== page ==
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Lesson 8: Natural sign, more on accidentals and key signature

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  • male robot hal style avatar for user phamtanminhvn
    Do you think music is amazing?
    l think it's great
    (13 votes)
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  • cacteye yellow style avatar for user Emma🖤
    Is there an easy way to remember the names of the key signatures?
    Thanks
    (4 votes)
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    • cacteye blue style avatar for user Pheonyx
      The easiest way for me to remember the names of the key signatures is to use the circle of fifths. Here is a link to an article that contains this circle and more information about music theory. http://openmusictheory.com/keySignatures.html Also: "fATHER cHARLES gOES dOWN aND eNDS bATTLE (the lowecase letters are the sharps)" is a mnemonic I use to remember the key signatures for sharped keys. The link I sent talks more about this.
      (5 votes)
  • duskpin ultimate style avatar for user Alexis Hinther
    He mentioned that you can't have both flats and sharps in the key signature but can you still place flats throughout the piece if they are marked as so if the key signature is a sharp and vice versa??
    (3 votes)
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    • piceratops tree style avatar for user Constantinos Kakoushias
      Above answers being true, generally, when choosing or playing a key is best to stick to sharps only and flats only. This ensures that you get all 7 of the notes (either with sharps or flats.) Let me demonstrate: If we chose to play D major (F#,C#) but instead of F# we put G flat we would end up with these notes: D E Gb G(natural) A B C# (D). So we have no F of any kind and 2 types of G. thats just confusing right? So generally, even in atonal music, we tend to stick to either sharps or flats. Of course it is possible to put both (music afterall is free) but only in complex instances.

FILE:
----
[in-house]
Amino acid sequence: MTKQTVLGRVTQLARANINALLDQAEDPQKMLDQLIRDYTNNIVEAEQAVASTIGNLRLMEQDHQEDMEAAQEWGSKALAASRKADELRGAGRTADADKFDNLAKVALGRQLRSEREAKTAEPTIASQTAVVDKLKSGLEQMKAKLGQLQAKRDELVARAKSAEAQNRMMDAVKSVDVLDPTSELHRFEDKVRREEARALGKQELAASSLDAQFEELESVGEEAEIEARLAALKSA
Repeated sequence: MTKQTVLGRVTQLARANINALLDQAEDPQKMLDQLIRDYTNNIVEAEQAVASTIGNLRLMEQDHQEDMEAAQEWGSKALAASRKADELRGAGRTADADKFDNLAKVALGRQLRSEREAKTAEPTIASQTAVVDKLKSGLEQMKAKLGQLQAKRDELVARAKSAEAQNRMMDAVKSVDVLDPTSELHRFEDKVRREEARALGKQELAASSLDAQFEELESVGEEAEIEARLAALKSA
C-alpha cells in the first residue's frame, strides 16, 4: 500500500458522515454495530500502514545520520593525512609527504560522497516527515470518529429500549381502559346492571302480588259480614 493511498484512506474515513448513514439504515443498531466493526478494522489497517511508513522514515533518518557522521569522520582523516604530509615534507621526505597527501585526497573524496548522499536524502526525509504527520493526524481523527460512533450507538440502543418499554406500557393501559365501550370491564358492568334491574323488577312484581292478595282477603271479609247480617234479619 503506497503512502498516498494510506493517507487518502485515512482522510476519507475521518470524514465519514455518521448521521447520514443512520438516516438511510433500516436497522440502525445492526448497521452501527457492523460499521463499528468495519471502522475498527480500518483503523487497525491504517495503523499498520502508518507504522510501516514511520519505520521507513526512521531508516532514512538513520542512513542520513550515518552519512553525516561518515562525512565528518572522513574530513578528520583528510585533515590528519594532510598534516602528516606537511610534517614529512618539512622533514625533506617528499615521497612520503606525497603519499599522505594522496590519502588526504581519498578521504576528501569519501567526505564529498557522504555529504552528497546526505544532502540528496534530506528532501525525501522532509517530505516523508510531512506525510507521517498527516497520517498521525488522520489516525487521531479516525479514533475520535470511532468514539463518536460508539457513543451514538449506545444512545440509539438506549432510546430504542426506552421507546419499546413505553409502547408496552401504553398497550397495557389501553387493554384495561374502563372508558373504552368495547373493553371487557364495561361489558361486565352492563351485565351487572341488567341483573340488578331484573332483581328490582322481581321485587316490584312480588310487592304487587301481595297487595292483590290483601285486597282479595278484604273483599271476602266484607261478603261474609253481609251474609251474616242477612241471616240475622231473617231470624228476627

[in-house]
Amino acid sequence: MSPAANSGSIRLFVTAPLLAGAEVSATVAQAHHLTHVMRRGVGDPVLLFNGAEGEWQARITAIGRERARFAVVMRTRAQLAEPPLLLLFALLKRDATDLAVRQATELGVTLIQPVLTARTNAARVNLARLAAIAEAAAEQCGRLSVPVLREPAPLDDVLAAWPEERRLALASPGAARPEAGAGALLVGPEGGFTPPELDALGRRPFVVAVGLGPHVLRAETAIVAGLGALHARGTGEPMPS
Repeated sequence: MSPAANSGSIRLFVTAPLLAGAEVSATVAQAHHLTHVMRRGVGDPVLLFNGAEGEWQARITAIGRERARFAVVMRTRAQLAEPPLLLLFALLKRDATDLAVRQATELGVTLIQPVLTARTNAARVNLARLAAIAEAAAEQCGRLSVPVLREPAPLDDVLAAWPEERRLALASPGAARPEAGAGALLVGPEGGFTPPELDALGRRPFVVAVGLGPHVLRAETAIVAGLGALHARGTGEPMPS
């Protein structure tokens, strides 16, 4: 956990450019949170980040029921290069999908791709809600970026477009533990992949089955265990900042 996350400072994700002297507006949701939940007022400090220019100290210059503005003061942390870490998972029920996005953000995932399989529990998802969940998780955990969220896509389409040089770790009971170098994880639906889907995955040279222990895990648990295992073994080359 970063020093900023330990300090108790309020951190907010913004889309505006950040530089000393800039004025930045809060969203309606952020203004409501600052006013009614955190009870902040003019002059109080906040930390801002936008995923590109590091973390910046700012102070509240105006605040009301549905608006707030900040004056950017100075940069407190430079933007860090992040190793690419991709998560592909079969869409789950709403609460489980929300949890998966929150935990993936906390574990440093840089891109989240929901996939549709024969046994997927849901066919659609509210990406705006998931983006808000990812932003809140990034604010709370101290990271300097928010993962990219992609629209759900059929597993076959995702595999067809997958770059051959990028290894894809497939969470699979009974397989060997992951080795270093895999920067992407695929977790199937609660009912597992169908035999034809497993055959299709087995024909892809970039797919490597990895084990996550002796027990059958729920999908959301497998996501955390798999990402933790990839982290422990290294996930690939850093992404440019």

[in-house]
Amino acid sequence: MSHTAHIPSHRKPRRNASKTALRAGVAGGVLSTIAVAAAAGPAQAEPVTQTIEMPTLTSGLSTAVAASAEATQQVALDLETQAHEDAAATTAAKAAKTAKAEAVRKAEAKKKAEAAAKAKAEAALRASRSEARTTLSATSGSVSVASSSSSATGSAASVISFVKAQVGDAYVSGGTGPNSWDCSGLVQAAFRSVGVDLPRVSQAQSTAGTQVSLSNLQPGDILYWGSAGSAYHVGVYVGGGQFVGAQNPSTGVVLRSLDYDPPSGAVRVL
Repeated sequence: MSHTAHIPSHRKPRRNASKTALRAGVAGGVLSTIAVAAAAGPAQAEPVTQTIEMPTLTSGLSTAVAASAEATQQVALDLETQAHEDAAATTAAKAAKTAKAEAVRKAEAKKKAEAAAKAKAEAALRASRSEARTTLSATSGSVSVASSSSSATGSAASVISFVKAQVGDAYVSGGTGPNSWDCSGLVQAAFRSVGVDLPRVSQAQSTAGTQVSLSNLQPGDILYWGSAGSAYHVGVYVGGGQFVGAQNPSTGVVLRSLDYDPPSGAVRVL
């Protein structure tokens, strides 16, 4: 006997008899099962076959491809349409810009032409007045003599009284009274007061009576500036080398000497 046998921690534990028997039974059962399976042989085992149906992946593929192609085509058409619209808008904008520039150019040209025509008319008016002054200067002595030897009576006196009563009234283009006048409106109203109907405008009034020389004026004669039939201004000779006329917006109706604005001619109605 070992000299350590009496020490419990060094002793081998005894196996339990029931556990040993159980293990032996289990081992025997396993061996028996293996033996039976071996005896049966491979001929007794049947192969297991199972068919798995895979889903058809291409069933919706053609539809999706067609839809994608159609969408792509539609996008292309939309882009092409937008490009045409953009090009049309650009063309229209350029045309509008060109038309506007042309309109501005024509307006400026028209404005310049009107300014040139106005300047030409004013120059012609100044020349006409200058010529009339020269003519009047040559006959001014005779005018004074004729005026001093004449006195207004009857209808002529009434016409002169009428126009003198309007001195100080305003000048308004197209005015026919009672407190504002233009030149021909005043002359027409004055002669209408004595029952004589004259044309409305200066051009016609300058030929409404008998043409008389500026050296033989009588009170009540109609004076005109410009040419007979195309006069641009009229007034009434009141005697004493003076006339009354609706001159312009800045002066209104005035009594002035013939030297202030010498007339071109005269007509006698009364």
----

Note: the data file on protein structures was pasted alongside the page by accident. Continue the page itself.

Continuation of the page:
(3 votes)
  • hopper jumping style avatar for user 22g.wentzel
    At , he says that all Fs become F sharps. Does he mean the Fs in that octave or every F in every octave?
    (2 votes)
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    • female robot grace style avatar for user Violet A. Porter
      If the sharp is in the key signature, then ALL the Fs become F-sharps, no matter the octave, as long as the key signature is there. If it's an accidental in the measure, then whatever Fs are in that measure become F-sharps, no matter the octave. The octaves don't matter.
      (5 votes)
  • leafers seed style avatar for user dilsar2170
    how do you know where to put the bar line
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    • purple pi purple style avatar for user Planet X
      Single Bar lines
      The top number of the time signature shows how many beats equal a measure. When that many beats past you put the single bar-line.

      Double Bar-lines
      Put these at he end of a piece of music.

      Dotted Bar-Lines
      When you want to repeat a staff of music put that at the end of a staff.

      Hope this helps!
      (5 votes)
  • blobby green style avatar for user Kathryn Jones
    How do add a note or sharp to a note though? I know when there is a sharp or flat sign it becames c-sharp for example but how do you make it a c-sharp and not a c?
    (2 votes)
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    • duskpin sapling style avatar for user tzweil2849
      You add a # to the right of the note you want to be sharp. If you want it to be flat then you put like a little b symbol, you can google it. That's how it works for accidentals. If the key you're in just has a note that is sharp or flat, you put the symbol on the line that represents that note, before the time signature.
      (1 vote)
  • blobby green style avatar for user Kathryn Jones